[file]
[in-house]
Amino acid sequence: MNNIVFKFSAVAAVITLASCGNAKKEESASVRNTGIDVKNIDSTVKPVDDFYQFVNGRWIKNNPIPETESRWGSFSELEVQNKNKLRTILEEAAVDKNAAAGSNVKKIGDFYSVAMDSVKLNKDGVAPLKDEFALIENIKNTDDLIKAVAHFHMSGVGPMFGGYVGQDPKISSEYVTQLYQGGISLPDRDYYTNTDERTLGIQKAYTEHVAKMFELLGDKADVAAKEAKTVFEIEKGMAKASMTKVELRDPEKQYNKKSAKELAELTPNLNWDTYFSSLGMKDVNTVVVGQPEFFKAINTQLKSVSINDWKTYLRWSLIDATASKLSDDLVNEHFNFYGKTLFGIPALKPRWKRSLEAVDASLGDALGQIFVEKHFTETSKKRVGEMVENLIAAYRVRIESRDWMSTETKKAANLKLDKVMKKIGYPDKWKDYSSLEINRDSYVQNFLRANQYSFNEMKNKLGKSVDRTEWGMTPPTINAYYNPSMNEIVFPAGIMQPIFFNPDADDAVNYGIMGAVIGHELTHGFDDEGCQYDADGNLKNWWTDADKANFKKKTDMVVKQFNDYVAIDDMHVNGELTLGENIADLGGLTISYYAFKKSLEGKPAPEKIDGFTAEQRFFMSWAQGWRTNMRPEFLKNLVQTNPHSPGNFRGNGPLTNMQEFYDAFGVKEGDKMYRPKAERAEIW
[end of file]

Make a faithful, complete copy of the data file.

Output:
[in-house]
Amino acid sequence: MNNIVFKFSAVAAVITLASCGNAKKEESASVRNTGIDVKNIDSTVKPVDDFYQFVNGRWIKNNPIPETESRWGSFSELEVQNKNKLRTILEEAAVDKNAAAGSNVKKIGDFYSVAMDSVKLNKDGVAPLKDEFALIENIKNTDDLIKAVAHFHMSGVGPMFGGYVGQDPKISSEYVTQLYQGGISLPDRDYYTNTDERTLGIQKAYTEHVAKMFELLGDKADVAAKEAKTVFEIEKGMAKASMTKVELRDPEKQYNKKSAKELAELTPNLNWDTYFSSLGMKDVNTVVVGQPEFFKAINTQLKSVSINDWKTYLRWSLIDATASKLSDDLVNEHFNFYGKTLFGIPALKPRWKRSLEAVDASLGDALGQIFVEKHFTETSKKRVGEMVENLIAAYRVRIESRDWMSTETKKAANLKLDKVMKKIGYPDKWKDYSSLEINRDSYVQNFLRANQYSFNEMKNKLGKSVDRTEWGMTPPTINAYYNPSMNEIVFPAGIMQPIFFNPDADDAVNYGIMGAVIGHELTHGFDDEGCQYDADGNLKNWWTDADKANFKKKTDMVVKQFNDYVAIDDMHVNGELTLGENIADLGGLTISYYAFKKSLEGKPAPEKIDGFTAEQRFFMSWAQGWRTNMRPEFLKNLVQTNPHSPGNFRGNGPLTNMQEFYDAFGVKEGDKMYRPKAERAEIW